A new poll shows that a majority of the public supports a public option, and it’s time for lawmakers to listen. When Senators like Charles Grassley and Orrin Hatch inveigh against a government-provided insurance option, we all know on whose behalf they’re speaking. But the problem is some of their constituents believe the nonsense about a public option limiting choice for Americans. The Republicans argue that when President Barack Obama says you can keep the health insurance you have if you like it, he’s not telling the truth. But the real truth is that nothing guarantees you can keep the insurance you have anyway.
Because of rising costs, employees were losing their employer-based insurance before,which is what helped spark this call to reform. Employers are also forcing their employees to contribute more money to crappier plans that then ask for even more out-of-pocket payments if you ever use them to go to the doctor. That’s why the number of uninsured Americans kept growing year after year. The Kaiser Family Foundation tells us that’s likely to keep happening without reform.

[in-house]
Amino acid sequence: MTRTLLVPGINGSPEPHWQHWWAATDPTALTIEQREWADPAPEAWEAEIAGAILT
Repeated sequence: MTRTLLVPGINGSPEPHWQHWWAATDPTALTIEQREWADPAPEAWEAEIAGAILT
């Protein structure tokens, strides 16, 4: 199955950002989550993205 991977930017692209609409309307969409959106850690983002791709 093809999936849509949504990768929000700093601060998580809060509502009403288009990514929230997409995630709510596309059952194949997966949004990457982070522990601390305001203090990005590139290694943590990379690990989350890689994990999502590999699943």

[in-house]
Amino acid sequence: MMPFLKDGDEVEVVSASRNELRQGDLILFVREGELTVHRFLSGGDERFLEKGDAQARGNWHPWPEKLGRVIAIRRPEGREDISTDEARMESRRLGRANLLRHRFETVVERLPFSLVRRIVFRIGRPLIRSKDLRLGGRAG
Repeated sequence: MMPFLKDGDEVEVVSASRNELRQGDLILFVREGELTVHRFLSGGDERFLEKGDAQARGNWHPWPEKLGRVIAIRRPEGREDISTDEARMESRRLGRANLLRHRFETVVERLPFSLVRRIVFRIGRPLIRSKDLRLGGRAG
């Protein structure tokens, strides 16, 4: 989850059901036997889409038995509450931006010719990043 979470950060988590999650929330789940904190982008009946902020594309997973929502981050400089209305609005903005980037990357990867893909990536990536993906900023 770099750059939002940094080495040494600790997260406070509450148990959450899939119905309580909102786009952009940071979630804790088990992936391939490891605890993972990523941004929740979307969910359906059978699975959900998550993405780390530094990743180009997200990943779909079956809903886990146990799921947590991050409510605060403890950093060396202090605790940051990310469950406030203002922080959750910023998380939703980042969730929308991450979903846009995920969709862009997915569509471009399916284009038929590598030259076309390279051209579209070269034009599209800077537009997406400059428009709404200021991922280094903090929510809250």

One of those crappy, high-deductible plans for which I still have to contribute a sizable percent of my income is what I’ll be struggling to afford next year. I’m going to change insurance companies for the fourth time in two years. The first change was my “fault;” I changed employers and moved to a different state. The other changes came when my company was sold and bought, and then bought again. Now, my new owner has decided the health care plan I elected is too expensive. If I want to keep my doctors on the new plan and they’re not in the network, there’s a good chance my insurance will only cover 85 percent of “reasonable and customary” costs. Is there a list of what the company considers “reasonable” for different types of treatments or procedures? No. I’m sure whatever I face next year, I can count on a confusing bill to follow.
This is what’s frustrating to me about the right’s claims of personal choice and responsibility in the health care debate. I’m pretty trapped with whatever new plan my new employer wants to implement. And it doesn’t feel like choice.